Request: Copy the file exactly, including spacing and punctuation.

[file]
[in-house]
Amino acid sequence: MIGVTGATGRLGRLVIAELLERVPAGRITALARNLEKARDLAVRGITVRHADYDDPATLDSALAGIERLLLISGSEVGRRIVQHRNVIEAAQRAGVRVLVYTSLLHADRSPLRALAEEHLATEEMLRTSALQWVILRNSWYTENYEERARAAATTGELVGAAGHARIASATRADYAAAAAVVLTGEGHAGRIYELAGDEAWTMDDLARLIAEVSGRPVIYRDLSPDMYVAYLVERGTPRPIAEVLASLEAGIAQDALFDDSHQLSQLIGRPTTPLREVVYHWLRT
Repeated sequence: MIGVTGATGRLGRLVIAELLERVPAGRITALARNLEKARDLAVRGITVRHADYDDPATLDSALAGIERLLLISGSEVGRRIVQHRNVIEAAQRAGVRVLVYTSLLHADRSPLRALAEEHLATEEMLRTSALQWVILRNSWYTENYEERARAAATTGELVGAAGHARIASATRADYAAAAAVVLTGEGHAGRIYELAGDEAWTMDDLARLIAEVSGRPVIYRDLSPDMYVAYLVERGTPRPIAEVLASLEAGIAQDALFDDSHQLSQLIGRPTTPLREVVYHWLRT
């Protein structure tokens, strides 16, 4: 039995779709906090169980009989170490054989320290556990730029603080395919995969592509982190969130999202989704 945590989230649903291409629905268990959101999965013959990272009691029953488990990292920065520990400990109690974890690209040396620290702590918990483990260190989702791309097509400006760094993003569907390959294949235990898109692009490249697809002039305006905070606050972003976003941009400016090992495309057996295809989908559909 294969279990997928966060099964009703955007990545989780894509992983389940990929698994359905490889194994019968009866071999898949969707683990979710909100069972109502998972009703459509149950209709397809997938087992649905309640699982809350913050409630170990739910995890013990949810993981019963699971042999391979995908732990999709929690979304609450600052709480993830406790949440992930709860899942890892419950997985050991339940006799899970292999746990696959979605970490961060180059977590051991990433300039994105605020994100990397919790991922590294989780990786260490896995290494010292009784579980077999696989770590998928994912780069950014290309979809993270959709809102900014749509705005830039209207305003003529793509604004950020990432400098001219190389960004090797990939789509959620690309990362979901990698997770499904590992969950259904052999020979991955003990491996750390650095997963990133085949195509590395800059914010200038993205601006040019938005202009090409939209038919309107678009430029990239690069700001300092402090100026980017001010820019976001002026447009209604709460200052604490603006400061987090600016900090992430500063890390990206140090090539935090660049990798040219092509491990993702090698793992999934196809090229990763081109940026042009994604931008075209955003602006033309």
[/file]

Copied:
[in-house]
Amino acid sequence: MIGVTGATGRLGRLVIAELLERVPAGRITALARNLEKARDLAVRGITVRHADYDDPATLDSALAGIERLLLISGSEVGRRIVQHRNVIEAAQRAGVRVLVYTSLLHADRSPLRALAEEHLATEEMLRTSALQWVILRNSWYTENYEERARAAATTGELVGAAGHARIASATRADYAAAAAVVLTGEGHAGRIYELAGDEAWTMDDLARLIAEVSGRPVIYRDLSPDMYVAYLVERGTPRPIAEVLASLEAGIAQDALFDDSHQLSQLIGRPTTPLREVVYHWLRT
Repeated sequence: MIGVTGATGRLGRLVIAELLERVPAGRITALARNLEKARDLAVRGITVRHADYDDPATLDSALAGIERLLLISGSEVGRRIVQHRNVIEAAQRAGVRVLVYTSLLHADRSPLRALAEEHLATEEMLRTSALQWVILRNSWYTENYEERARAAATTGELVGAAGHARIASATRADYAAAAAVVLTGEGHAGRIYELAGDEAWTMDDLARLIAEVSGRPVIYRDLSPDMYVAYLVERGTPRPIAEVLASLEAGIAQDALFDDSHQLSQLIGRPTTPLREVVYHWLRT
């Protein structure tokens, strides 16, 4: 039995779709906090169980009989170490054989320290556990730029603080395919995969592509982190969130999202989704 945590989230649903291409629905268990959101999965013959990272009691029953488990990292920065520990400990109690974890690209040396620290702590918990483990260190989702791309097509400006760094993003569907390959294949235990898109692009490249697809002039305006905070606050972003976003941009400016090992495309057996295809989908559909 294969279990997928966060099964009703955007990545989780894509992983389940990929698994359905490889194994019968009866071999898949969707683990979710909100069972109502998972009703459509149950209709397809997938087992649905309640699982809350913050409630170990739910995890013990949810993981019963699971042999391979995908732990999709929690979304609450600052709480993830406790949440992930709860899942890892419950997985050991339940006799899970292999746990696959979605970490961060180059977590051991990433300039994105605020994100990397919790991922590294989780990786260490896995290494010292009784579980077999696989770590998928994912780069950014290309979809993270959709809102900014749509705005830039209207305003003529793509604004950020990432400098001219190389960004090797990939789509959620690309990362979901990698997770499904590992969950259904052999020979991955003990491996750390650095997963990133085949195509590395800059914010200038993205601006040019938005202009090409939209038919309107678009430029990239690069700001300092402090100026980017001010820019976001002026447009209604709460200052604490603006400061987090600016900090992430500063890390990206140090090539935090660049990798040219092509491990993702090698793992999934196809090229990763081109940026042009994604931008075209955003602006033309």